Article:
Modi’s party promotes the idea of India as a Hindu nation. As such, it has inherited Hindu anxiety that its dreadful caste system – which brutalizes, stigmatizes and humiliates the lowest castes – will so alienate Dalits that they will convert to Christianity, Islam or another religion. Indeed many have. Roy critiques Gandhi’s defense of caste, in her excellent essay on his opponent, the Dalit intellectual Ambedkar. The Indian establishment long insisted that caste was an internal Indian matter, but for Ambedkar “there cannot be a more degrading system of social organization than the caste system.” Roy reports that Dalits are prohibited from using certain roads, wells and temples, while the occupation of many Dalit women is cleaning shit with their bare, ungloved hands and carrying it away in baskets on their heads. Dalits who “pollute” upper castes with their proximity are beaten, and Dalit women frequently raped. Ambedkar called out Indian communists for their hypocritical failure to attack caste. Indeed, it is scarcely imaginable how any leftist could ignore such injustice.

“No Untouchable worth the name will be proud of this land,” Ambedkar wrote. Yet upper caste politicians have slyly worked to keep Dalits from leaving the Hindu fold. Indeed Roy reports that the early twentieth century Hindu dilemma was how to recruit people they believe should be treated abominably. “Even today…the BJP has to persuade the majority of the Dalit population to embrace a creed that stigmatizes and humiliates them.” Meanwhile Dalits who convert to other religions are still treated abysmally. Dalits who manage to get a university education, often turn sharply left and so become police targets. Not surprisingly, Dalits and Advasis constitute the majority of the millions of people displaced by mines, dams and other major infrastructure projects.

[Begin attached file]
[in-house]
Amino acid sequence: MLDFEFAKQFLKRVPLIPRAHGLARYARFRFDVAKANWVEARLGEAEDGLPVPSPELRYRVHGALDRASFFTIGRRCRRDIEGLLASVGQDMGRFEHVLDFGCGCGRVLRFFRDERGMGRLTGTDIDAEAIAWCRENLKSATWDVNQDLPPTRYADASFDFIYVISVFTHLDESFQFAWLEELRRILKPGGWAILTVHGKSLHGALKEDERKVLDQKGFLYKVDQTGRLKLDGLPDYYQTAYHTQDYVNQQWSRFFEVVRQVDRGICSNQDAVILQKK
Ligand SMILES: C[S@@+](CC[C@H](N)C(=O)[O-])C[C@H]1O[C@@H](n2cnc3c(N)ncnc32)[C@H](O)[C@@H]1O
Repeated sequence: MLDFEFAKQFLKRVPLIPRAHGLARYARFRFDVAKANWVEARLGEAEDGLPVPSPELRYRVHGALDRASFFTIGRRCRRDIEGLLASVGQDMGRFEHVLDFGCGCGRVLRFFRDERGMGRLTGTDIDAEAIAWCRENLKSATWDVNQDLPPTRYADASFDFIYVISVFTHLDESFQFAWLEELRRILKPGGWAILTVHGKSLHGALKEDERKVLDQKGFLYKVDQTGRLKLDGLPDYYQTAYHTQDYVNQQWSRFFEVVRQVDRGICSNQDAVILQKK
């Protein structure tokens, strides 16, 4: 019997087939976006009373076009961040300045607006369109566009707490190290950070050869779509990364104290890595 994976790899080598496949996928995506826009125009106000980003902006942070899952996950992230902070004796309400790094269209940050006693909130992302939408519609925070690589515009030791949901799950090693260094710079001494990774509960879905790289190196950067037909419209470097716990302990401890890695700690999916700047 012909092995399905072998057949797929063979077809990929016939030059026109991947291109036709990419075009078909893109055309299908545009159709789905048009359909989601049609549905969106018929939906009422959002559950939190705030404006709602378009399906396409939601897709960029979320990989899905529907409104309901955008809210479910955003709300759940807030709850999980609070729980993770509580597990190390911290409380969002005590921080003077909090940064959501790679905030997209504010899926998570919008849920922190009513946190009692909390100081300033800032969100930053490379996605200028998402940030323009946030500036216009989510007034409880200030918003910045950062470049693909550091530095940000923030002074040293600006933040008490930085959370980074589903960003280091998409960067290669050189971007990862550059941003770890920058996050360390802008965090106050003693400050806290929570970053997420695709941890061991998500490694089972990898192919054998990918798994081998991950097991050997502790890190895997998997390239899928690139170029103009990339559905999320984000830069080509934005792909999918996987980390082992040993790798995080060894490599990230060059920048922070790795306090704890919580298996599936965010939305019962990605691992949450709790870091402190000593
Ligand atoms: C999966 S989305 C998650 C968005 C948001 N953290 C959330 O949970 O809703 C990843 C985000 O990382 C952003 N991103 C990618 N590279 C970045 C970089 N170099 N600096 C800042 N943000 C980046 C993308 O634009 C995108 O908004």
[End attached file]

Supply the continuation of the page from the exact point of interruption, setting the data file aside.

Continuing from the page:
Roy reports that Adivasis practice primitive communism. “Today Adivasis are the barricade against the pitiless march of modern capitalism.” As such they are a target of its military. “This is a war against people who have barely enough to eat one square meal a day,” she writes.

Roy concludes her collection with a grim, foreboding picture of modern India under Modi, a country in which the ethnic cleansing of Kashmir looms as a possibility. After all, that would be of a piece with events in India proper: “Our forests are full of soldiers and our universities are full of police.”

My Seditious Heart
Arundhati Roy
Haymarket Books, 1000 pages

More articles by: